Dropbox today rolled out a number of helpful new features for paying subscribers, including a password manager, a secure vault for sensitive files, and new computer backup tools. You can start using them now.
In iOS 13.4, you can share iCloud folders with other people for the first time. You’ve long been able to share a single file via iCloud, but now you can share folders, so all the people sharing can drop files in there. Just like Dropbox has done since, like, forever.
This new capability, which arrived Tuesday in iOS 13.4 and macOS Catalina 10.15.4, will finally let people ditch Dropbox and go all-in on iCloud. Let’s see how it works.
Dropbox is getting increasingly bloated and annoying — on the Mac, at least. When iOS 13 ships later this year, you’ll be able to share whole iCloud folders with other people, so you can ditch DropBox altogether. But how will you switch?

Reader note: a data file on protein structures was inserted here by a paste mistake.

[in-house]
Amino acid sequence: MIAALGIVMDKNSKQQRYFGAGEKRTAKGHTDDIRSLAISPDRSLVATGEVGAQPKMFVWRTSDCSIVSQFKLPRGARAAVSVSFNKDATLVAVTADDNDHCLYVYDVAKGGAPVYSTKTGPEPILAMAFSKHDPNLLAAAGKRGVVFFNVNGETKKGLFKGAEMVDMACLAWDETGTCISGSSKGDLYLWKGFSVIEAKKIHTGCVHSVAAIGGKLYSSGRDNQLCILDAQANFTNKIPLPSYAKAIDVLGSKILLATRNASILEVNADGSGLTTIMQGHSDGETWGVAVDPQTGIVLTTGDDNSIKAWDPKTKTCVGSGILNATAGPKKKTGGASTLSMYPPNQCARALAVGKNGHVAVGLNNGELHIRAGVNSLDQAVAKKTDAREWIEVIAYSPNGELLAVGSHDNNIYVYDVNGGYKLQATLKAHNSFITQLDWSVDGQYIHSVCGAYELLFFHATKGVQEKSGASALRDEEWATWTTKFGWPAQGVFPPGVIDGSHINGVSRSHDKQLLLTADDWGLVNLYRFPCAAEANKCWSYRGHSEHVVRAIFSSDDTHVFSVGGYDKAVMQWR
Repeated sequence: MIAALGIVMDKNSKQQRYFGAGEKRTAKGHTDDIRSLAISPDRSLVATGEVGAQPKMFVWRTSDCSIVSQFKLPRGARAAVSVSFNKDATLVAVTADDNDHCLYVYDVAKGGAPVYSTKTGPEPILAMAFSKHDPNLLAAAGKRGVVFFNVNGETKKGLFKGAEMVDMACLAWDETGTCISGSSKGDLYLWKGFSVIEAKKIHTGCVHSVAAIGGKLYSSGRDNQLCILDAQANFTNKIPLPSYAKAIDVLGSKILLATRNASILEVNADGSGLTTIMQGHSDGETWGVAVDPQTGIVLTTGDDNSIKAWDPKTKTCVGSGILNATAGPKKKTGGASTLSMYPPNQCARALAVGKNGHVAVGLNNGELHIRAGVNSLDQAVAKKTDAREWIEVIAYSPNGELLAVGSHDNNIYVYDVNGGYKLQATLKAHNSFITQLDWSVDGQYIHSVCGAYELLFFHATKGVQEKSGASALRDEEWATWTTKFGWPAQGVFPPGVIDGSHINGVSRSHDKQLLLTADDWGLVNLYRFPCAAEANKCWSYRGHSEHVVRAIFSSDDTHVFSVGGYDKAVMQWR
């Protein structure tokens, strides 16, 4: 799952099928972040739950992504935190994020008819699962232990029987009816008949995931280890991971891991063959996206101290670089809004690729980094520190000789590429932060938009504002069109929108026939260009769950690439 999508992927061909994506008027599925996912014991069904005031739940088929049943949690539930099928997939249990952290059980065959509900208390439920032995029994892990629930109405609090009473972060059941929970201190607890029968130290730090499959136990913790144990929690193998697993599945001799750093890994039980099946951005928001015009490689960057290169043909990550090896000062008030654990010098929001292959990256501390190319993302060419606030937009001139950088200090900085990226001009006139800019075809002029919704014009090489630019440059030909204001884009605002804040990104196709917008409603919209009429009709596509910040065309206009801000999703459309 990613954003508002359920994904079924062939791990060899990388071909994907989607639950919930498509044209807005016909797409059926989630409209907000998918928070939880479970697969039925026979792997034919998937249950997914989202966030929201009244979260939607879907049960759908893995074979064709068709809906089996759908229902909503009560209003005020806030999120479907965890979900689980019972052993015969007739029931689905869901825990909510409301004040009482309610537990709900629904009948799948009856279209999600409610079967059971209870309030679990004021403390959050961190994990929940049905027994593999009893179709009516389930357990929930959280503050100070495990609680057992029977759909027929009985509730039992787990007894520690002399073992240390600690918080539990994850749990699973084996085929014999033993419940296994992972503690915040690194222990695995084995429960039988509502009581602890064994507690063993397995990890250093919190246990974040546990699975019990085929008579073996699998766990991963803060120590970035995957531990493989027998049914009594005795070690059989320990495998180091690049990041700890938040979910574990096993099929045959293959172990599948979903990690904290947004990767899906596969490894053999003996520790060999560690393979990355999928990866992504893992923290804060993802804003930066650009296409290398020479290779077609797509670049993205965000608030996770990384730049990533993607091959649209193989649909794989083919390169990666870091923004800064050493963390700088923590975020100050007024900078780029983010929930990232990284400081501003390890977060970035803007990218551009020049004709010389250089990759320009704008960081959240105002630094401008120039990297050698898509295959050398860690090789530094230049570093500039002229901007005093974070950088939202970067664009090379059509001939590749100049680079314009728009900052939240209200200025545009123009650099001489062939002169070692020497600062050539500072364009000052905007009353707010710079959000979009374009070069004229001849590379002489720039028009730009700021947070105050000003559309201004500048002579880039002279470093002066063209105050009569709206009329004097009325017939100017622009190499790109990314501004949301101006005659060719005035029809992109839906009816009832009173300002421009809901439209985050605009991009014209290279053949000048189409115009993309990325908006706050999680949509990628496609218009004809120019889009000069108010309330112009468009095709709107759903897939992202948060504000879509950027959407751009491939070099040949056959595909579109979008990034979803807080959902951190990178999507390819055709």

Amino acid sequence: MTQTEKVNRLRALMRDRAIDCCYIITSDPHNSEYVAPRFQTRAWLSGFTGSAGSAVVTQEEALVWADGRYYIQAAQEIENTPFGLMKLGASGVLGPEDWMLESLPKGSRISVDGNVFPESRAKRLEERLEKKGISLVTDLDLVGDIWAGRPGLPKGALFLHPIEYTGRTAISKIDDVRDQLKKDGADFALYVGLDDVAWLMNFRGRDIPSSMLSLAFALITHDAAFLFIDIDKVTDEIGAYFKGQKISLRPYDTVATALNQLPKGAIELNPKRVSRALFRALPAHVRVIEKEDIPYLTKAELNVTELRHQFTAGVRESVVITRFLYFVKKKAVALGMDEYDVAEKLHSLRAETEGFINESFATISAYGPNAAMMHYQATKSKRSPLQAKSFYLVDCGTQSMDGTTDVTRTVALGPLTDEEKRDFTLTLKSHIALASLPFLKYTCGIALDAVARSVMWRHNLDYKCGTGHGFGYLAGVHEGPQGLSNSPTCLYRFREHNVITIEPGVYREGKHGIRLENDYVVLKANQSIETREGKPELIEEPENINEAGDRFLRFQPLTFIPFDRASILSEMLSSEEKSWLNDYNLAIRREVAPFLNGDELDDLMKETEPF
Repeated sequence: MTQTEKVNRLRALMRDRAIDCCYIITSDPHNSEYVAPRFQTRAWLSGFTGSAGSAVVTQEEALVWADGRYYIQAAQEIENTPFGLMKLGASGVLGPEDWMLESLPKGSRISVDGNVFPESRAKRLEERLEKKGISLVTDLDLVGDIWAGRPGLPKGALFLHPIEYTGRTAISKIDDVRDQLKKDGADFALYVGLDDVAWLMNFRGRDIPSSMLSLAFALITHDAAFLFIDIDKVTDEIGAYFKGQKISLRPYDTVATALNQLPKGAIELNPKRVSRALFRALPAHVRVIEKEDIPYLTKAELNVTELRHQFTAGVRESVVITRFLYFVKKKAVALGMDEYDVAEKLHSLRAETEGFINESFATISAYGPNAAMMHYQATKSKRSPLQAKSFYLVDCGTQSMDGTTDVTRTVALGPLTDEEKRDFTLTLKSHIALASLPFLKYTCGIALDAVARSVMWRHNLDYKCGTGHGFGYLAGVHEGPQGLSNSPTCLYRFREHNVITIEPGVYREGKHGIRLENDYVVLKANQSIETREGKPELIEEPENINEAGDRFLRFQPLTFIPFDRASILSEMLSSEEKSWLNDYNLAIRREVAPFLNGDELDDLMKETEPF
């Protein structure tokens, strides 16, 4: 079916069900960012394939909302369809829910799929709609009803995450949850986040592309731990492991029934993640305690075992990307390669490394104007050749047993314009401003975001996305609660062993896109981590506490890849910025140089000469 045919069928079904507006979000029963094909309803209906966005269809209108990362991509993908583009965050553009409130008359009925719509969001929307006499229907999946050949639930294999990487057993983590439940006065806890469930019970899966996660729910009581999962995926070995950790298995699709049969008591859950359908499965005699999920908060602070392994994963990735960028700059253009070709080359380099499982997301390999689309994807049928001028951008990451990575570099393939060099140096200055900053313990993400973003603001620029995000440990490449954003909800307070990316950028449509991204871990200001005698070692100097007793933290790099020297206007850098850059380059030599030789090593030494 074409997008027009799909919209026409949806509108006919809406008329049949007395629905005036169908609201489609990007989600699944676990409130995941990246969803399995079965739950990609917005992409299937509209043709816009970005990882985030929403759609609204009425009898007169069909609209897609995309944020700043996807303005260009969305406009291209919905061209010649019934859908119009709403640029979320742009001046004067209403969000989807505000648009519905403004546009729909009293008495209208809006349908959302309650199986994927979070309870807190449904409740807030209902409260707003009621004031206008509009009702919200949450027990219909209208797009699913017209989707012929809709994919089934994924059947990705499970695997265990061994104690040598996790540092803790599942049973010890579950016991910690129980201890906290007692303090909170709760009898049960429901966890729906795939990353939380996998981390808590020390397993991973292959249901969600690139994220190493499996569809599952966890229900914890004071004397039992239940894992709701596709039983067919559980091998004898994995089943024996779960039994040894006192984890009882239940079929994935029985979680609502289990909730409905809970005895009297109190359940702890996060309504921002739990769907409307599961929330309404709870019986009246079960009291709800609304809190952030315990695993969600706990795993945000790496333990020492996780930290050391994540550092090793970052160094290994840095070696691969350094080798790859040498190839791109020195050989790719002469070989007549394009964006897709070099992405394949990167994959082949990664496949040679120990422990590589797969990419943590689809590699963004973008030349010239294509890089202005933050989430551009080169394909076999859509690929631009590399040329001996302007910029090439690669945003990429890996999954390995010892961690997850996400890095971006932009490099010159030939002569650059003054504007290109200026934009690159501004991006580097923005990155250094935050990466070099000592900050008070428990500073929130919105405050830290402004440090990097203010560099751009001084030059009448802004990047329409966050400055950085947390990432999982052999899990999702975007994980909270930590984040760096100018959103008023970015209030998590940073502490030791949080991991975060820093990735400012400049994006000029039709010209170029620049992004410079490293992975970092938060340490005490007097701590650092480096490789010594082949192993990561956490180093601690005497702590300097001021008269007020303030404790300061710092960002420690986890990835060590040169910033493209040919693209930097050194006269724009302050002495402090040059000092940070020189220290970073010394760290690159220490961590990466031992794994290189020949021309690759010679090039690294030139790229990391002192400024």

One thing you can’t do is just drag your Dropbox folder into iCloud Drive. iCloud just won’t let you. In fact, you can’t even create a new folder and name it “Dropbox.” WTF?
The latest update to Dropbox for iOS is the first with with support for this company’s new system for sending files up to 100GB in size. The goal of Dropbox Transfer is to simplify handing off these huge files, without having to deal with the 25GB limit of many email systems.
Dropbox wants to be the only app you use on your Mac to access your most important files — wherever they are stored.
Its overhauled desktop client brings all your favorite cloud services together inside an all-new design with a bunch of awesome new features. It’s more than an app, Dropbox says, “it’s a completely new experience.”
It’s Tax Day, so plenty of people are probably realizing the need for a better way of staying organized in coming years. Notepads are great, but as the tasks stack up you’ll want a tool that’s more flexible, fast and powerful.